Republicans Are Calling Off Their Vote To Repeal Obamacare

Three Republican senators opposed the new Obamacare replacement bill, killing its chances of passing.

Republicans are calling off a vote on their health care plan just days before the deadline and will move on to tax reform, Senate Majority Leader Mitch McConnell confirmed Tuesday.

"We don't have the votes," said Louisiana Sen. Bill Cassidy, who coauthored the bill with South Carolina Sen. Lindsey Graham.

With the Senate now moving on to tax reform, another Republican-only attempt to repeal Obamacare will almost certainly not occur until 2018, an election year.

Republicans had hoped to vote on the Graham-Cassidy legislation to repeal Obamacare and replace it with a state-run block-grant program later this week, but on Monday night Sen. Susan Collins became the third Republican senator to officially oppose the bill, killing its chances of passing.

Graham vowed Tuesday that the bill he coauthored with Sen. Bill Cassidy would come back some day, but acknowledged that the effort is dead for now.

In addition to Collins, Sens. Rand Paul and John McCain said that they would oppose the Graham-Cassidy bill and there were other members on the fence — at least publicly — including Alaska Sen. Lisa Murkowski, who opposed the last repeal effort, and Sen. Ted Cruz, who said he hadn't yet gotten to a "yes" on the bill. Cruz had said, however, that he wanted to support it.

In a statement Tuesday on the decision to abandon the bill for now, Murkowski did not say if she would have ended up supporting it. But she did offer praise to both Graham and Cassidy for their work, while highlighting the "unique challenges" Alaska faces as a sparsely populated state and the difficulty of getting real data on the effects of the Cassidy-Graham bill in such a short period of time.

"We still have a lot of work to do on health care. I think you all know that," Murkowski told reporters with a laugh Tuesday.

Republicans had a hard deadline of Sept. 30 to pass legislation to repeal Obamacare with just 50 votes. Now they will need the cooperation of Democrats to repeal or alter the Affordable Care Act or start over from the beginning.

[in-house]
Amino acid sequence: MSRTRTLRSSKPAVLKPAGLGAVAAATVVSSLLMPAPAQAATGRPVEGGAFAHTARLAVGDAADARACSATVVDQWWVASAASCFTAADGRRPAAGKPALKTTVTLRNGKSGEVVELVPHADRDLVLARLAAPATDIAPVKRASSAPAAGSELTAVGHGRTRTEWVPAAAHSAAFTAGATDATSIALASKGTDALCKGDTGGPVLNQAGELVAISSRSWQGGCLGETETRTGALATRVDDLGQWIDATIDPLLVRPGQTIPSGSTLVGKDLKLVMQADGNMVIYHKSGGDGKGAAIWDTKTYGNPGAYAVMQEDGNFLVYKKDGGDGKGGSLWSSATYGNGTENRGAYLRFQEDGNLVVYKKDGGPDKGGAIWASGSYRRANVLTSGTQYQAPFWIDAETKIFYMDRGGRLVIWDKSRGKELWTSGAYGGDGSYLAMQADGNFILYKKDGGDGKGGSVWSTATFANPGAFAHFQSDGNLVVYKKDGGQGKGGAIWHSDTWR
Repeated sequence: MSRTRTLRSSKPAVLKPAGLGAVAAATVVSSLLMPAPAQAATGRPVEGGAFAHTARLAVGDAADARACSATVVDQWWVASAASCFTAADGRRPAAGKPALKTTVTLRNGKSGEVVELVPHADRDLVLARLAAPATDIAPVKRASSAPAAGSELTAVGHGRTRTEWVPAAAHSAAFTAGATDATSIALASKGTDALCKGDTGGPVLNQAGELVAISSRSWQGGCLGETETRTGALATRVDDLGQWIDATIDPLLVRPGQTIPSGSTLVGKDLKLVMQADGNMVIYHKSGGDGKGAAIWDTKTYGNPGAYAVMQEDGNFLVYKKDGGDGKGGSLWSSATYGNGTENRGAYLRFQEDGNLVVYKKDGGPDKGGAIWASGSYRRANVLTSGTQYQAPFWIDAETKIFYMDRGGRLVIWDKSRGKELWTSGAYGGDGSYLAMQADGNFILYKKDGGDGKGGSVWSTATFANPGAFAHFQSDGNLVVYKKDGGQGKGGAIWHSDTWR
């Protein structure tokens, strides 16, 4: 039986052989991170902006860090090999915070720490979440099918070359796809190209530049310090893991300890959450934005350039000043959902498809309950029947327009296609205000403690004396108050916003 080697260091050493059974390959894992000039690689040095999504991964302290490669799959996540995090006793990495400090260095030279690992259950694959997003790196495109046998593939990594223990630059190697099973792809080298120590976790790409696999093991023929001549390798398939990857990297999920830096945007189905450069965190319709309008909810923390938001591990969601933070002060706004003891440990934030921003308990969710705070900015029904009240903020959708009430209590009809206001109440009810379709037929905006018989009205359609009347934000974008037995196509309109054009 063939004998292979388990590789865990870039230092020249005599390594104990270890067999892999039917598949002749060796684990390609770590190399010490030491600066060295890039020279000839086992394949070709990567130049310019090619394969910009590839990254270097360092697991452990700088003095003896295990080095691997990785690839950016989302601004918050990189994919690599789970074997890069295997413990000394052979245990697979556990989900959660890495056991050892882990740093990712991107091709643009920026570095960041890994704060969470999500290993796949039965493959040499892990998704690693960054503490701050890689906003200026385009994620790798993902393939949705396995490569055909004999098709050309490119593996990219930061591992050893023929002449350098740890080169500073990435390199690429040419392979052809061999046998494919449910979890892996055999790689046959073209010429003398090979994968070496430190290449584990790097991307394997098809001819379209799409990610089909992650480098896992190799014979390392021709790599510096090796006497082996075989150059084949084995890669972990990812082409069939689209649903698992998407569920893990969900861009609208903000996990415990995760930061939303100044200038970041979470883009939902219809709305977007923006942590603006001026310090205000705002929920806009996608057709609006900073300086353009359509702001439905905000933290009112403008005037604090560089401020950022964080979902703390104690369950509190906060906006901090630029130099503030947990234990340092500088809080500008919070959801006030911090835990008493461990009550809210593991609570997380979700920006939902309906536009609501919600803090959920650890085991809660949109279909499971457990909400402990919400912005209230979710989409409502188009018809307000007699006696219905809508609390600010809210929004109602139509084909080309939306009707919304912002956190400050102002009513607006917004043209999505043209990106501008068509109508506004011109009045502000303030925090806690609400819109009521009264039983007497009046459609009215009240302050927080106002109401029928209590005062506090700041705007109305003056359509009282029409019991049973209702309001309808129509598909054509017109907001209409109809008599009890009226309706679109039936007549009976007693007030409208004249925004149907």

"We basically ran out of time," Wisconsin Sen. Ron Johnson, who cosponsored the health care bill, said.

Republicans have dedicated their next shot at passing legislation with just 50 votes — a process known as reconciliation — to tax reform. In theory they could attempt a mega-bill containing another attempt at Obamacare repeal and tax reform, but several senators said Tuesday that would be unworkable.

Graham said his plan is to begin the long-term work toward passing repeal after tax reform, in the next reconciliation bill, which wouldn’t likely come until later next year, near the election, when members are often loath to vote on controversial legislation.

“Patience is a virtue. Time is actually on our side,” said Graham. “The votes we were lacking were actually more about process than substance. We can fix the process and we can improve the substance, so that’s why I’m optimistic.”

That timeline comes with its own problems, however. The party would have to either move up the next reconciliation bill to just before the 2018 midterms or attempt it after the election, when they could lose seats in the Senate or the House.

Cassidy and Graham had made some changes to their bill in recent days, including offering more money for Kentucky, Maine, Arizona, and Alaska — the states represented by skeptics of the bill — in order to try to squeeze it through the Senate before the end of the week. But despite the tweaks, a single hearing on the bill, and lobbying by senators and President Donald Trump, those efforts failed.

Louisiana Sen. John Kennedy spoke disparagingly of the way his fellow Republican senators handled the health care bill, expressing frustration over the lack of transparency, communication, and honesty over what members really wanted.

Kennedy said that concerns over aspects of the negotiations leaking ended in many members, included himself, not even knowing what was in the bill. “By the end I didn’t know what the hell I was defending,” he said, later adding: “It’s gonna leak, duh! That’s what people do around here, they leak stuff.”

Clearly exasperated, Kennedy continued: “The fault we got here is we got too many people running around like a bunch of free-range chickens. This is the Senate, every senator is an island unto himself or herself, but at some point you’ve gotta talk to each other and if you make changes you gotta tell each other about the changes.”

“We need to put together a bill and go pass it,” he said.

Graham said he'd push to do just that moving forward. "There are a couple of people, more than a couple, who like the idea but thought the process was just too short, too disjointed," Graham said, citing conversations with both McCain and Murkowski. "So, we’ve listened, and we’re adjusting.”

Ema O'Connor contributed reporting to this story.

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